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I have a Maryland license and got a speeding ticket in Delaware. Will points be added to my MD license?


Maryland and Delaware are both members of the Drivers License Compact (DLC). This interstate agreement requires member states to report conviction of tickets received by a motorist back to the state where they received their driver's license.

A speeding ticket in Delaware a speeding ticket for 1 to 9 mph over the limit is 2 points, for 10 to 14 mph over is 4 points and for 15 to 19 and 20 or more is 5 points. If caught going 20 or more mph over the speed limit the DE Division of Motor Vehicles may also have additional actions, including suspension of driving privileges, for the motorist.

The Maryland driver's manual currently states that once the MVA receives ticket information from another state they treat it as if the violation occurred in state. If the MD MVA does treat the DE speeding ticket as an in state offense than it would go on your driving record and could be assigned points, but most likely from the Maryland points system instead of the Delaware points system.

In Maryland speeding violations are worth 2, 3 or 5 points depending upon the amount of miles per hour you were going over the speed limit and what the posted speed limit. To find out if points will be assessed for the out of state speeding ticket and if so how many, check with the Maryland Motor Vehicle Administration.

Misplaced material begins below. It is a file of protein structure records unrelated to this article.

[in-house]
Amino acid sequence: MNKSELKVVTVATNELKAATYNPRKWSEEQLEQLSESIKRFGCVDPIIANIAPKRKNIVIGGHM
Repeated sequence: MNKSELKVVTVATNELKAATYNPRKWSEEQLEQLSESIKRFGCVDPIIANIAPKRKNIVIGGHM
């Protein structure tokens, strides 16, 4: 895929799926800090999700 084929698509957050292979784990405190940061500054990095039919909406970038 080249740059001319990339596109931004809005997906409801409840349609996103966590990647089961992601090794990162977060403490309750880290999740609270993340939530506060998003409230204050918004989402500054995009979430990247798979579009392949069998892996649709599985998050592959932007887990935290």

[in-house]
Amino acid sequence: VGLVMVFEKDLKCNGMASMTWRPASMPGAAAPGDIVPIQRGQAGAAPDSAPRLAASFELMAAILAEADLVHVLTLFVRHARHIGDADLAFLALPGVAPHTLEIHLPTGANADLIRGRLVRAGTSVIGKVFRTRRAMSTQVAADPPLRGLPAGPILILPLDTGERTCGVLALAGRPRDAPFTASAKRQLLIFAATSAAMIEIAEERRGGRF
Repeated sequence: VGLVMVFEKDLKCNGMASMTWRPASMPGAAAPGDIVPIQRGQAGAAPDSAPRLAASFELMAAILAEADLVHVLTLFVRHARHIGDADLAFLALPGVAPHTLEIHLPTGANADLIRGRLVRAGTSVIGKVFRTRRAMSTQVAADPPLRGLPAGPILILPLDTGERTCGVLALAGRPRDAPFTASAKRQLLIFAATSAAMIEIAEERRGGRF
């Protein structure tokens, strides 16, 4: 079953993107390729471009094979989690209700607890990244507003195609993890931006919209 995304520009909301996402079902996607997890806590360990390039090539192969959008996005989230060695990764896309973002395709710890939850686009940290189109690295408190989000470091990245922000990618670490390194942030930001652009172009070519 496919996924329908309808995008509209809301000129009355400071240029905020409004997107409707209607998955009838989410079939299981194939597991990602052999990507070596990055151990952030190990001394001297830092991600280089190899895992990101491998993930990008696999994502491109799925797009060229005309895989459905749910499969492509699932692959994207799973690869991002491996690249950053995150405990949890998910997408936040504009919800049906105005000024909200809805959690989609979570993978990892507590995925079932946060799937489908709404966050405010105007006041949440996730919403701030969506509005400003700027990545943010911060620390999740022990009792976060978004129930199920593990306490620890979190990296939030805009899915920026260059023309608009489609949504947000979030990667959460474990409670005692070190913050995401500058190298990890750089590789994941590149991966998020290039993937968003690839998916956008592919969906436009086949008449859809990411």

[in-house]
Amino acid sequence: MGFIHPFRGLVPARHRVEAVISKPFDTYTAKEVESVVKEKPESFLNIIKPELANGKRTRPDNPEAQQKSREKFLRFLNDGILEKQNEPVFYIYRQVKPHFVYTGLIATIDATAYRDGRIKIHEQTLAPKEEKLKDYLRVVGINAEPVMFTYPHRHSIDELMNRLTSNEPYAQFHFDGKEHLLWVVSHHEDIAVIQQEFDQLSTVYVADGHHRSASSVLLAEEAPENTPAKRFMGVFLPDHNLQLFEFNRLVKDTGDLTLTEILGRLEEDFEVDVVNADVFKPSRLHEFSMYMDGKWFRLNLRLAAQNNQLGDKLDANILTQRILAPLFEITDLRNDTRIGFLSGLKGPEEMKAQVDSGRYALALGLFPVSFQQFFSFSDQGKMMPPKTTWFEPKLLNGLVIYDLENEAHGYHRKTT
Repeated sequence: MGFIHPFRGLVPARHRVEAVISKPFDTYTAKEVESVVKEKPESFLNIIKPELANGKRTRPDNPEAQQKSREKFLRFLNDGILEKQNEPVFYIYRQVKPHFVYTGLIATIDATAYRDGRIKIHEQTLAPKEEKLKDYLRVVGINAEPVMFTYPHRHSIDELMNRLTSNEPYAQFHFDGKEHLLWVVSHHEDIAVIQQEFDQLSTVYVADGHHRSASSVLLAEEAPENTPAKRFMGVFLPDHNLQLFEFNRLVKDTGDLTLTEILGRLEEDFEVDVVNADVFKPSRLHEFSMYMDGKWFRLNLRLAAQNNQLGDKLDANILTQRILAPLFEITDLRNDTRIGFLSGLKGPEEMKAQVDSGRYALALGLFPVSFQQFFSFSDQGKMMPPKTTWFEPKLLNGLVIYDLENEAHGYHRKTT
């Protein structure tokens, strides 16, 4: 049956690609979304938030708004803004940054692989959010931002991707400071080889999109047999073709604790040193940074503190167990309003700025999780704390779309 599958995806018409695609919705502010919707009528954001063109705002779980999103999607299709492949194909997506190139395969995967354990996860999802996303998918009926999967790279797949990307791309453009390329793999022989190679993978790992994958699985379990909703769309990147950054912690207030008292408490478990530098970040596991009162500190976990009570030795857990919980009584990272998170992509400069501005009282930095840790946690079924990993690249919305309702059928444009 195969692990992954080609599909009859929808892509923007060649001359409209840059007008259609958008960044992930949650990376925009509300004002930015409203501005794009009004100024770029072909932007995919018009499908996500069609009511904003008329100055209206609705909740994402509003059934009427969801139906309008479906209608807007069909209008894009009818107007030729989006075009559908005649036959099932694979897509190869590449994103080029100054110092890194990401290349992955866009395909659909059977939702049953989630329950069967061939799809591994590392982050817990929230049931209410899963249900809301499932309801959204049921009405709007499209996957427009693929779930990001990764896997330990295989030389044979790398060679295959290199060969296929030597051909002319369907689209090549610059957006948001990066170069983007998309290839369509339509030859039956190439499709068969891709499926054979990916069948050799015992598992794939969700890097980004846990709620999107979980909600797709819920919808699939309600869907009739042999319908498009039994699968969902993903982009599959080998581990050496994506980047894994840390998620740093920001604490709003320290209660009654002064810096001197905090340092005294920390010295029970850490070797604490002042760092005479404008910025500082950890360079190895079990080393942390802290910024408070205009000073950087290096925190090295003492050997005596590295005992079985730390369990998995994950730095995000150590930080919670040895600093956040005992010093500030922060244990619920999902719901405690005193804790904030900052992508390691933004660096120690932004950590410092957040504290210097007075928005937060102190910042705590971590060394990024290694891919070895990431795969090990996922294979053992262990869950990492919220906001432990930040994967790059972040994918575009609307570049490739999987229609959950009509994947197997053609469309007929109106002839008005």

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1 Responses to "I have a Maryland license and got a speeding ticket in Delaware. Will points be added to my MD license?"
  1. Anonymous

    According to Md. Transportation Code section 16-402.1, the MVA is authorized to assess points when it receives a notice of conviction from a party state to the Driver License Compact only upon receipt of reports of convictions for (1) Manslaughter or negligent homicide resulting from the operation of a motor vehicle; (2) Driving a motor vehicle while under the influence of intoxicating liquor or a narcotic drug, while intoxicated per se, or while under the influence of any other drug to a degree that renders the driver incapable of safely driving a motor vehicle; (3) Any felony in the commission of which a motor vehicle is used; or (4) Failure to stop and render aid in the event of a motor vehicle accident resulting in the death or personal injury of another.